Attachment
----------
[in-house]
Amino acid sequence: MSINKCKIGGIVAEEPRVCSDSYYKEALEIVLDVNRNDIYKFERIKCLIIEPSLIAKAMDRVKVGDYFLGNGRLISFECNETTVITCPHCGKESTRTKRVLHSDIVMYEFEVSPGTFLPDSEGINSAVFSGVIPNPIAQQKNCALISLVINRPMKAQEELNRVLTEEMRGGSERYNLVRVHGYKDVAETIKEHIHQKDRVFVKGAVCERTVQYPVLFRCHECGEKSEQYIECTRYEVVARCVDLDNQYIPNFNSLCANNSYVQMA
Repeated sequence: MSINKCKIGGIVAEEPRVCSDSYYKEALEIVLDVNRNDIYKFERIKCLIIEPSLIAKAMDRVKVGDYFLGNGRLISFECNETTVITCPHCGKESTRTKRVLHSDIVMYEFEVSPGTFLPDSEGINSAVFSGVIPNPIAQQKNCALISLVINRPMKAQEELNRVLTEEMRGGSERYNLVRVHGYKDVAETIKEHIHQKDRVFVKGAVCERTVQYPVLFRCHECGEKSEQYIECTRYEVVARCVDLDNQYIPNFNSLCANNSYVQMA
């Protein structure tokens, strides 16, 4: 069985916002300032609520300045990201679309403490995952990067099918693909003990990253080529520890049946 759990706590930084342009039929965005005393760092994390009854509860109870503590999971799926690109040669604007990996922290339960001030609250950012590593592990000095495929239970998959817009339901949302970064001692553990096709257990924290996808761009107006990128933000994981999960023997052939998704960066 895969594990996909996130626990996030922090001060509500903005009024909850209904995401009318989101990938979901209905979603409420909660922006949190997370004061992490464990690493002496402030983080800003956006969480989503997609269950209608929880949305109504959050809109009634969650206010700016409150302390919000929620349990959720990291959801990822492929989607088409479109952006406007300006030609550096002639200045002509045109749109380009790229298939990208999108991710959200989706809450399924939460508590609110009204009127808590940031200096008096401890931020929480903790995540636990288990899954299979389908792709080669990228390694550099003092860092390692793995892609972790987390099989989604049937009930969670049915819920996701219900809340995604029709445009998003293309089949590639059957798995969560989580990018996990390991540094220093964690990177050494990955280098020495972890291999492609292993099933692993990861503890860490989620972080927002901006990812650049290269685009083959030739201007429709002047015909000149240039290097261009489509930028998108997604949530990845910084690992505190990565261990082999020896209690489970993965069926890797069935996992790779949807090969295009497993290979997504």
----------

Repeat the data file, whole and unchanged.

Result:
[in-house]
Amino acid sequence: MSINKCKIGGIVAEEPRVCSDSYYKEALEIVLDVNRNDIYKFERIKCLIIEPSLIAKAMDRVKVGDYFLGNGRLISFECNETTVITCPHCGKESTRTKRVLHSDIVMYEFEVSPGTFLPDSEGINSAVFSGVIPNPIAQQKNCALISLVINRPMKAQEELNRVLTEEMRGGSERYNLVRVHGYKDVAETIKEHIHQKDRVFVKGAVCERTVQYPVLFRCHECGEKSEQYIECTRYEVVARCVDLDNQYIPNFNSLCANNSYVQMA
Repeated sequence: MSINKCKIGGIVAEEPRVCSDSYYKEALEIVLDVNRNDIYKFERIKCLIIEPSLIAKAMDRVKVGDYFLGNGRLISFECNETTVITCPHCGKESTRTKRVLHSDIVMYEFEVSPGTFLPDSEGINSAVFSGVIPNPIAQQKNCALISLVINRPMKAQEELNRVLTEEMRGGSERYNLVRVHGYKDVAETIKEHIHQKDRVFVKGAVCERTVQYPVLFRCHECGEKSEQYIECTRYEVVARCVDLDNQYIPNFNSLCANNSYVQMA
């Protein structure tokens, strides 16, 4: 069985916002300032609520300045990201679309403490995952990067099918693909003990990253080529520890049946 759990706590930084342009039929965005005393760092994390009854509860109870503590999971799926690109040669604007990996922290339960001030609250950012590593592990000095495929239970998959817009339901949302970064001692553990096709257990924290996808761009107006990128933000994981999960023997052939998704960066 895969594990996909996130626990996030922090001060509500903005009024909850209904995401009318989101990938979901209905979603409420909660922006949190997370004061992490464990690493002496402030983080800003956006969480989503997609269950209608929880949305109504959050809109009634969650206010700016409150302390919000929620349990959720990291959801990822492929989607088409479109952006406007300006030609550096002639200045002509045109749109380009790229298939990208999108991710959200989706809450399924939460508590609110009204009127808590940031200096008096401890931020929480903790995540636990288990899954299979389908792709080669990228390694550099003092860092390692793995892609972790987390099989989604049937009930969670049915819920996701219900809340995604029709445009998003293309089949590639059957798995969560989580990018996990390991540094220093964690990177050494990955280098020495972890291999492609292993099933692993990861503890860490989620972080927002901006990812650049290269685009083959030739201007429709002047015909000149240039290097261009489509930028998108997604949530990845910084690992505190990565261990082999020896209690489970993965069926890797069935996992790779949807090969295009497993290979997504």